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Study Finds Disrupted Stress Response in Schizophrenia Patients

A new Canadian study published in the journal Brain shows that stress tends to impact the brain and body differently in schizophrenia patients than in healthy people or even in those at high risk for developing psychosis.

Specifically, the researchers found that the association between two chemicals released when people experienced stress — one released in the brain and the other in saliva — differs in people with schizophrenia.

“We found a disrupted stress response in people with schizophrenia, which did not occur in either healthy individuals or people at clinical high risk for developing psychosis,” said lead author Dr. Christin Schifani from the Campbell Family Mental Health Research Institute at the Centre for Addiction and Mental Health (CAMH).

Since most schizophrenia patients experience psychosis, identifying differences between those at high risk for psychosis and those with schizophrenia may shed light on how the mental illness develops and ways to prevent its onset.

“The fact we see this disrupted stress response in people with schizophrenia, but not in people at high risk for psychosis, suggests an opportunity to intervene to prevent schizophrenia,” said senior author Dr. Romina Mizrahi, clinician scientist in the Campbell Institute at CAMH.

“Developing strategies to cope with stress and build resilience may be the opportunity.”

Mizrahi heads the Focus on Youth Psychosis Prevention (FYPP) Clinic and research program at CAMH, which is dedicated to the early identification and treatment of people aged 16 to 35 who are at high risk of developing psychosis.

Helping patients identify sources of stress and learn coping strategies is a key focus of the clinic’s work. The researchers plan to study the impact of these stress management techniques to reduce psychosis and schizophrenia risks.

The study involved 14 people with schizophrenia, 14 people at clinical high risk for psychosis and 12 people without mental illness. The researchers specifically examined two important stress chemicals: dopamine and cortisol.

Dopamine is a neurotransmitter that carries signals from one brain cell, or neuron, to another. The research team focused on dopamine released in the prefrontal cortex, an area of the brain involved in complex functions, including emotion regulation. Cortisol is a hormone released from the adrenal glands to help the body handle stressful situations.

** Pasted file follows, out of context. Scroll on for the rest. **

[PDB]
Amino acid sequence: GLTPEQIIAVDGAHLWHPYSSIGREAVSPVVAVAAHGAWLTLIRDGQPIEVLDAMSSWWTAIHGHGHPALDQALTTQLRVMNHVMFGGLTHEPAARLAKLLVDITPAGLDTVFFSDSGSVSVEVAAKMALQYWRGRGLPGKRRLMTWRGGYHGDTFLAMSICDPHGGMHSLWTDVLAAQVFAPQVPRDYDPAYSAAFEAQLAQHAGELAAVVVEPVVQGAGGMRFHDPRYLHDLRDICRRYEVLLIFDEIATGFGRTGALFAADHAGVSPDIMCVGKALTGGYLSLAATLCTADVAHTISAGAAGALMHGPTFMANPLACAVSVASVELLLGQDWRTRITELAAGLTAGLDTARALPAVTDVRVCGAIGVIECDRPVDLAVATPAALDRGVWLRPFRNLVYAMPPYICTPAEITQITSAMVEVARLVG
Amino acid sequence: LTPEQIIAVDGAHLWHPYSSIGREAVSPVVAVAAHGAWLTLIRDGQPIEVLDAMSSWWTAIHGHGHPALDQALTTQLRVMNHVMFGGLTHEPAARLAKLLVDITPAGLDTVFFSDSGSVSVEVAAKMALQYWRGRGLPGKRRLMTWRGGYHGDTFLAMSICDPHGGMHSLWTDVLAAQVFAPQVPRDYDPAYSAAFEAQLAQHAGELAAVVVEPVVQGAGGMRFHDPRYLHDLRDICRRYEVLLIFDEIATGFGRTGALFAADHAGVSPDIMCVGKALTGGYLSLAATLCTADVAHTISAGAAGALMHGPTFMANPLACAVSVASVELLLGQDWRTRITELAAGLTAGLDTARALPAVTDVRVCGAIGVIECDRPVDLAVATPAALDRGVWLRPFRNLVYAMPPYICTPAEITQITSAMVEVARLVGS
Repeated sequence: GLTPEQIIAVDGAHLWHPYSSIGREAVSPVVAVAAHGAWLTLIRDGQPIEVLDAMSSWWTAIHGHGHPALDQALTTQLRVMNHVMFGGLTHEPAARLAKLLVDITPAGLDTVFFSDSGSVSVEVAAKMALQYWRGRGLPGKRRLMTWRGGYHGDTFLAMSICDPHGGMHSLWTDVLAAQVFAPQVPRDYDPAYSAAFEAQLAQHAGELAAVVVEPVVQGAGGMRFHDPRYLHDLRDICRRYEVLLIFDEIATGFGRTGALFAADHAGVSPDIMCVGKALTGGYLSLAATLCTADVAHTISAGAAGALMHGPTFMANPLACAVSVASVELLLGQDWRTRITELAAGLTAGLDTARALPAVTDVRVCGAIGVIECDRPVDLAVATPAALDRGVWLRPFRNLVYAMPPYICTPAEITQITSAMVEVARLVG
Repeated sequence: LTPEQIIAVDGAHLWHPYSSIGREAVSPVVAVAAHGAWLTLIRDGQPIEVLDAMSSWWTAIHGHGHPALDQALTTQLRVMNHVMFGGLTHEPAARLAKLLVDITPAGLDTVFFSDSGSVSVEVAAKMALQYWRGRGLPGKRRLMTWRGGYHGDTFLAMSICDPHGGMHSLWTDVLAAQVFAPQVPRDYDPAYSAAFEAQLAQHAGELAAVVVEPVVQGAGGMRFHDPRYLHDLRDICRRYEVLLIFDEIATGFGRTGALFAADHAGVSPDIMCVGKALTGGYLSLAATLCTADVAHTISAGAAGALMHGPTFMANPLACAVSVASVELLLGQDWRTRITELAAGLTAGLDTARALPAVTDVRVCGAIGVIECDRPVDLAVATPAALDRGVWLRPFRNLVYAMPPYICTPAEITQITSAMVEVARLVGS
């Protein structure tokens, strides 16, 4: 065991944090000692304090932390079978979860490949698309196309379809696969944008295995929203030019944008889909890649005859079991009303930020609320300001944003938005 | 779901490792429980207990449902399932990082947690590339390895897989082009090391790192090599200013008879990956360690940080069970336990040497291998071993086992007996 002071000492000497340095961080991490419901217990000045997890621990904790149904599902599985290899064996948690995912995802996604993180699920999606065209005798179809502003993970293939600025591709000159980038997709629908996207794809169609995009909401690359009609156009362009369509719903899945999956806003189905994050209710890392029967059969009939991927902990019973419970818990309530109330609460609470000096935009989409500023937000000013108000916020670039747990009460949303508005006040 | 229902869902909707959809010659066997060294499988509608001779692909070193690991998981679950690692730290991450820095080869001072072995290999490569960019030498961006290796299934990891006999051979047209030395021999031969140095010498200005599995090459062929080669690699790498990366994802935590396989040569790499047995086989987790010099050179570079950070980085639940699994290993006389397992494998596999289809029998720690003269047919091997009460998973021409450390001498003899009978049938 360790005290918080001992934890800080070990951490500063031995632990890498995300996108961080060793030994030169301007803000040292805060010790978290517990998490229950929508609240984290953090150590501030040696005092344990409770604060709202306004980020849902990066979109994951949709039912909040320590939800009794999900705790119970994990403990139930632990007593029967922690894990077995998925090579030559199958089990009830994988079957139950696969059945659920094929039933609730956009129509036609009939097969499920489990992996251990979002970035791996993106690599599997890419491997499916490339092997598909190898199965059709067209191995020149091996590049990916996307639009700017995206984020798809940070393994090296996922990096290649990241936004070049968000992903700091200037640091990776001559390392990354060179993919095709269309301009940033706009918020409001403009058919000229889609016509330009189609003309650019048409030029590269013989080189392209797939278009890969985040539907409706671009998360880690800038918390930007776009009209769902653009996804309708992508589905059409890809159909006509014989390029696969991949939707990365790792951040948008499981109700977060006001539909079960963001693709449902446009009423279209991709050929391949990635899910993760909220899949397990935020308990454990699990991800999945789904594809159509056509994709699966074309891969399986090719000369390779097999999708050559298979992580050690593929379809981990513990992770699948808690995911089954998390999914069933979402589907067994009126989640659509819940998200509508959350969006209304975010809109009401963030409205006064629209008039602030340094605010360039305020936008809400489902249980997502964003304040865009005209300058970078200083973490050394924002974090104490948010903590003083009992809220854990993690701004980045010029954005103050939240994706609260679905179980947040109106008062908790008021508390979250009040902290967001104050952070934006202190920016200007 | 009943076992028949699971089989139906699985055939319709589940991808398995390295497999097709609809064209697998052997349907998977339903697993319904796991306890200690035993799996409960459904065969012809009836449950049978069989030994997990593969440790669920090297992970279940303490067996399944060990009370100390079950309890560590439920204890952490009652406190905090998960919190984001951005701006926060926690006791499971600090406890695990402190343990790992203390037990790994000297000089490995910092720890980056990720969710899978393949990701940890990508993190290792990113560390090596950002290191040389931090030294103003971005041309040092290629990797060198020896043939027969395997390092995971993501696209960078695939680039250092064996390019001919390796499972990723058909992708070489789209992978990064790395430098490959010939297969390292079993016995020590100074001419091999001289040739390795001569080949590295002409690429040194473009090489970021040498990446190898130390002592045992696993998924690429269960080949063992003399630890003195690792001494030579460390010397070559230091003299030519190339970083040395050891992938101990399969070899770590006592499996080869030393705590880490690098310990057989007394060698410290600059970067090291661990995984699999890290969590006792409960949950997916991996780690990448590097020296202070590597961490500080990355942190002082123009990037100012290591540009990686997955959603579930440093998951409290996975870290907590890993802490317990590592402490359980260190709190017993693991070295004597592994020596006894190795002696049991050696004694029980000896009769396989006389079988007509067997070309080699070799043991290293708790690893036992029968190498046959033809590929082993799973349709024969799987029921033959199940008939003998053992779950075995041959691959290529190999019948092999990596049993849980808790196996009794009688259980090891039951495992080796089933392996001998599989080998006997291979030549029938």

In healthy people, both dopamine and cortisol levels typically increase during stress. However, this connection between dopamine release and cortisol release did not appear in people with schizophrenia.

“Cortisol is the main stress hormone, so this suggests a disrupted stress regulatory system in people with schizophrenia,” said Mizrahi.

To investigate each participant’s stress response, the researchers used a math test. In the first part of the experiment, participants answered math questions on a computer screen without any time limit while a positron emission tomography (PET) scanner produced an image of dopamine in their brain as they completed the task.

In the second part of the test, participants in the PET scanner had to answer math questions under time constraints while also receiving negative verbal feedback. Saliva samples were collected during both experiments to measure cortisol levels.

The new findings build on previous research by Mizrahi which focused on another region of the brain — the striatum.

“Our previous research had shown that people at high risk for psychosis and those experiencing a first episode of psychosis have abnormal, or increased dopamine release in response to stress in the striatum,” said Mizrahi.

“Since the prefrontal cortex is involved in regulating striatal dopamine release, we wanted to understand what was happening in the step before the striatum.”

But, contrary to their expectations, the team did not find any major differences in dopamine release in the prefrontal cortex among the three groups of participants.

“Our findings of an increase in dopamine release in the striatum, but not in the cortex, show the complex brain regulatory systems in both people at high risk for psychosis and people with schizophrenia,” Mizrahi said.

Source: Centre for Addiction and Mental Health



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